Strangely enough, the current ZenFone line doesn't necessarily have any allegiance to a particular chipmaker, flip-flopping between Qualcomm and Intel. However, for the Zoom, Asus goes back to where it started with the series – a quad-core 2.3GHz Intel Atom Z3580 processor accompanied with a generous 4GB of RAM and the PowerVR G6430 GPU. That's quite a wallop, and a testament to Intel's increasing presence, since it's equipped to produce buttery results with most operations.

Navigating across the interface is evident of that, but its performance is typical of most phones in its range. Even better, the PowerVR G6430 churns out favorable results with its graphics processing performance. In reality, though, what we see here in the Zoom is no different from the ZenFone 2 from almost a year ago, as they share the same internals.

Asus continues to show its generosity when it comes to internal storage, too, seeing that it's carrying around a 64GB capacity, which of course, can be supplemented by its microSD slot.

Performance benchmarks

AnTuTu
Higher is better
Asus ZenFone Zoom 59386
Asus ZenFone 2 41442
Samsung Galaxy K zoom 32965
Vellamo Metal
Higher is better
Asus ZenFone Zoom 1399
Asus ZenFone 2 1368
Samsung Galaxy K zoom 1305
Vellamo Browser
Higher is better
Asus ZenFone Zoom 3294
Asus ZenFone 2 3407
Samsung Galaxy K zoom 2869
Sunspider
Lower is better
Asus ZenFone Zoom 731.6
Asus ZenFone 2 789.5
Samsung Galaxy K zoom 907.2
GFXBench T-Rex HD on-screen
Higher is better
Asus ZenFone Zoom 26
Asus ZenFone 2 27.6
Samsung Galaxy K zoom 24.3
GFXBench Manhattan on-screen
Higher is better
Asus ZenFone Zoom 12
Asus ZenFone 2 12.7
Samsung Galaxy K zoom 4.5
Basemark OS II
Higher is better
Asus ZenFone Zoom 1231
Asus ZenFone 2 1243
Samsung Galaxy K zoom 672
Geekbench 3 single-core
Higher is better
Asus ZenFone Zoom 911
Asus ZenFone 2 908
Geekbench 3 multi-core
Higher is better
Asus ZenFone Zoom 2910
Asus ZenFone 2 1938
View all


Camera

The 3x optical zoom gets us closer to the action, but there are no substantial improvements in image quality.

Asus Zenfone Zoom Review
Asus Zenfone Zoom Review
There's no hiding the phone's camera-centric focus, evident in its main 13-megapixel rear camera sensor with its one-of-a-kind 10-element HOYA lens with 3X optical zoom. It's the culmination of everything Asus has fashioned together collectively in its ZenFone line, housing a Panasonic SmartFSI sensor, f/2.7 to f/4.8 aperture, OIS, laser auto-focus, and a dual-color Real Tone flash. As for the front-facing one, it's a wide-angle 5-megapixel sensor.

Beyond the hardware goodies, Asus has established one diverse camera shooting experience in its phones – and the Zoom capitalizes on that. Tons of shooting modes continue to exist with its experience, including a manual one that allows us to adjust many parameters on the fly, such as focus, ISO, white balance, and much more. You even get things like a histogram and gradienter, the kind of stuff reserved for standalone cameras.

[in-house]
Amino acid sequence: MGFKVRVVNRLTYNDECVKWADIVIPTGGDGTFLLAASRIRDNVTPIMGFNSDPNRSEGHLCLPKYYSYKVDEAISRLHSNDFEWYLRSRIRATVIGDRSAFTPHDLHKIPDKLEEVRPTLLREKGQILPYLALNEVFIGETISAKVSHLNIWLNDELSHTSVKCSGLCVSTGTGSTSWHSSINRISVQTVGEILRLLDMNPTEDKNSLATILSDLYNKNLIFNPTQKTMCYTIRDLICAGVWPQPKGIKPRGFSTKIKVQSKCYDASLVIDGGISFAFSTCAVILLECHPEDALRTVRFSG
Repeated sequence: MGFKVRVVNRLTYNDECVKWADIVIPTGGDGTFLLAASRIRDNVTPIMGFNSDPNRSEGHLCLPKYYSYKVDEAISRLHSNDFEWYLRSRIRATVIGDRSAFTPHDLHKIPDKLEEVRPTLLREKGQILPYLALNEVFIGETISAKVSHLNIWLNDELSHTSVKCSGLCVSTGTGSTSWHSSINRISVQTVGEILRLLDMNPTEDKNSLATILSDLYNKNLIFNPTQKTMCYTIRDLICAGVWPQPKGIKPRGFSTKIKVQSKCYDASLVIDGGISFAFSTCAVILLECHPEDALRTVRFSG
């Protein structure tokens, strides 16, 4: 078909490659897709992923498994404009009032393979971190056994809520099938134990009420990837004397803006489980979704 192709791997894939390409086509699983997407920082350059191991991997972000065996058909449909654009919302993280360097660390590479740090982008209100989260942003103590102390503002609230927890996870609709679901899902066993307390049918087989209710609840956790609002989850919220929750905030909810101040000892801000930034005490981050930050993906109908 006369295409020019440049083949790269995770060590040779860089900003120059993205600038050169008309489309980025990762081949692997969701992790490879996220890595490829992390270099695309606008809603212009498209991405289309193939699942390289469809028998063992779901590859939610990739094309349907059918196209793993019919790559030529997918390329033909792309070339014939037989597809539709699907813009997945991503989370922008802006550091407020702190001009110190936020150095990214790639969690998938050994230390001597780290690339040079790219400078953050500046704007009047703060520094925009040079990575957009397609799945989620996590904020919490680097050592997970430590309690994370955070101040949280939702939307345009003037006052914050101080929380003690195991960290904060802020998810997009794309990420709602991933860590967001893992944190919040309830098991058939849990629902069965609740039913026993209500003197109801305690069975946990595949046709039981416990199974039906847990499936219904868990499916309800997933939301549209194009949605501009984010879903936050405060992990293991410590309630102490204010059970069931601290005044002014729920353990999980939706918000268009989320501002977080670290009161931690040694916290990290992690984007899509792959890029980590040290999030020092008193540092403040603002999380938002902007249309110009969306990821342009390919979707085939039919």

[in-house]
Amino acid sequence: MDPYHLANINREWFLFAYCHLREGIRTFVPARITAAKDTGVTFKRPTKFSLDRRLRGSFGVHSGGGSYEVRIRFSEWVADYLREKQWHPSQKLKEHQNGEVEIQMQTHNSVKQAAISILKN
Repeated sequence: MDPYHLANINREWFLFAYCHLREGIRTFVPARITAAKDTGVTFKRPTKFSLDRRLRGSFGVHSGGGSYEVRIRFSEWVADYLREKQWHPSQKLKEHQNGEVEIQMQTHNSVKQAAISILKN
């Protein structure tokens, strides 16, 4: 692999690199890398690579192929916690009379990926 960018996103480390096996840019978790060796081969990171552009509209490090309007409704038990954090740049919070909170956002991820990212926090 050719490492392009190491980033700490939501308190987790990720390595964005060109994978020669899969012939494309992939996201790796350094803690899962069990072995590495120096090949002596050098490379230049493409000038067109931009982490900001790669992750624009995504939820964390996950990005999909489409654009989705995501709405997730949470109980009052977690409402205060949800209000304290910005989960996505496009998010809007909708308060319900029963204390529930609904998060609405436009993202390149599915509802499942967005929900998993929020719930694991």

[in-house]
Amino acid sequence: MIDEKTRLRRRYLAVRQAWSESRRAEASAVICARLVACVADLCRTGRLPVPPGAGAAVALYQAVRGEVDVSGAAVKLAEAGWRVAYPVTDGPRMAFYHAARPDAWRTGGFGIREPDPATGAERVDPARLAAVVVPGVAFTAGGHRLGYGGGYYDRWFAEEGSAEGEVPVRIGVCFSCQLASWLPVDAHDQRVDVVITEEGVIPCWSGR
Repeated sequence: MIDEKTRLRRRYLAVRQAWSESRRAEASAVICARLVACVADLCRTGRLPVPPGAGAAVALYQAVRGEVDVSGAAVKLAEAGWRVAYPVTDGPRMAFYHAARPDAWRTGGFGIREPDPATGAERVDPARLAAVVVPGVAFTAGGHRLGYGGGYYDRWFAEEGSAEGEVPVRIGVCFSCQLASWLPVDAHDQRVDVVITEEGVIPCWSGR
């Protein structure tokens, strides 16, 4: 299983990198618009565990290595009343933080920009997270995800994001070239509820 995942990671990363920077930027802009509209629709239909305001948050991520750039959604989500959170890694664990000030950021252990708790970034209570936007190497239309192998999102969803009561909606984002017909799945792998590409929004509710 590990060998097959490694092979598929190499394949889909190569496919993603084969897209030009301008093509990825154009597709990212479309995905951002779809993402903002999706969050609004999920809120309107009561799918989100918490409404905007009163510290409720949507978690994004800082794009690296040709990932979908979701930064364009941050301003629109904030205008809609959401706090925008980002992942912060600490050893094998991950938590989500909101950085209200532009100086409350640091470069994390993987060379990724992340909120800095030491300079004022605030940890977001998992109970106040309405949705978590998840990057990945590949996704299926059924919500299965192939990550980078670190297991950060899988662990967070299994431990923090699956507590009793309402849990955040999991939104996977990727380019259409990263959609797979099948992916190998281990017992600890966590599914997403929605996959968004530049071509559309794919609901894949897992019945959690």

Everything seems to point to the obvious here, but as we slowly try to uncover its potential, it dawns on us that it's not quite at the top of the game. Promising to be one of the ultimate shooters around, it beleaguers us that it doesn't come with 4K video recording or continuous focus. And while it offers some manual adjustments on the fly for video, the shutter speed isn't one of them.


Image Quality


We'll cut straight to the point: the quality of the photos taken with the ZenFone Zoom is acceptable, but won't blow you away. It's on par to what we've seen in the series, with the added bonus of 3x optical zoom to bring the subject closer. To that end, the camera composes defined snapshots with plenty of sharpness and overly warm color tones in the process. If you're a fan of artificiality, you'll find its HDR mode full of it – in how it boosts contrast, shadows, highlights, and color saturation.

While the ZenFone Zoom does decently for most situations, it comes with the same level of degradation under low light that we've seen in the series. Details are splotchy and softer looking, but noise is kept under wraps for the most part. There's a low-light mode specifically for this occasion, which downsizes the image to a 3-megapixel snapshot, but brightens up the shot to expose a little bit more details.

Again, the 3x optical zoom is appreciative, reducing the distance between us and our intended target. In looking at some of the samples, it's true that the optical zoom is able to produce more definition and sharpness, but in the back of our mind, we wish it were longer. Sure, there's only a subtle protrusion on the back of the phone caused by the internal gear, but the zoom is only a fraction of what we've seen in previous phones – like the Samsung Galaxy K zoom, which features a far more reaching 10x zoom.


Camera speed

Taking a pic (sec)Lower is better Taking an HDR pic (sec)Lower is better CamSpeed score Higher is better CamSpeed score with flash Higher is better
Samsung Galaxy K zoom 3.8
9.3